As many of us who’ve worked in development know, there is never really a downtime when it comes to raising money. And, no matter how successful you were over the past year hitting your goals, it always seems like the celebration is short lived before the conversation turns to what needs to be accomplished next year. When I first started in fundraising almost 30 years ago, a senior advancement officer told me that 90% of fundraising is planning, and the other 10% is working your plan. While that might be a bit of oversimplification, I have found that statement to hold a lot of truth over the years.
A typical development officer faces many demands during the fiscal year. If we take our eye off the ball, we can easily get pulled in various directions and away from our primary objective: raising money. Without having a plan in place that measures our weekly, monthly, and quarterly goals, many of us are just busy being busy.
In our practice when working with clients, I am consistently surprised that many organizations don’t practice even regular LYBNT and SYBNT evaluations. Even some colleges and universities with larger staffs and resources aren’t taking the time to perform critical evaluations. This is particularly frustrating given our industry’s abysmal donor retention rates and overall philanthropy that has never exceeded 2.1% of US GDP. Learn more here.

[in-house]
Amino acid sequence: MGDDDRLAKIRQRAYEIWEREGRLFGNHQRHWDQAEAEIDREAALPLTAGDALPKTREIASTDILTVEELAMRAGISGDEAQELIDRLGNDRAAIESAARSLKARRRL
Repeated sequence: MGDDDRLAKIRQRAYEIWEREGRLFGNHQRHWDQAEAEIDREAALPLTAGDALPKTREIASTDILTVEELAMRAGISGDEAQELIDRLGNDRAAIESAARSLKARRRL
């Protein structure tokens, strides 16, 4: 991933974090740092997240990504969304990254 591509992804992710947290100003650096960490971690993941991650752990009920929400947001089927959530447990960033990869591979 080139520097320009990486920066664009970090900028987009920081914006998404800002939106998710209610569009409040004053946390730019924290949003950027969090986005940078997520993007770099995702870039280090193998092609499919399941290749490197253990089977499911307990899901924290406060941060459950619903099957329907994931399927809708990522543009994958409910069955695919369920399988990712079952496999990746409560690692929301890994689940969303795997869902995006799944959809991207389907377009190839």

As summer comes to a close, many of us are getting ready for our busiest fundraising season. Before the madness begins, I urge you to spend some time looking backwards. Evaluate last year’s goals. What worked and what didn’t? What needs to be completely overhauled? What needs to be refined? I promise that the time spent in reflection will be well worth the effort and put you on a strong path moving forward. I can’t stress enough the importance of data. Let numbers and data help you drive your decision-making process. Don’t fall into the familiar routine of promising to get around to it later. If possible schedule a day where you and your team focus on assessing last year’s effectiveness and begin planning for the year to come.
This past blog on Key Performance Indicators (click here) lists some of the metrics we find most valuable. The time you spend reflecting, analyzing, and planning will make your development operation that much greater.
Author: Timothy M. Winkler, Sr., CFRE, Founder and CEO of the Winkler Group.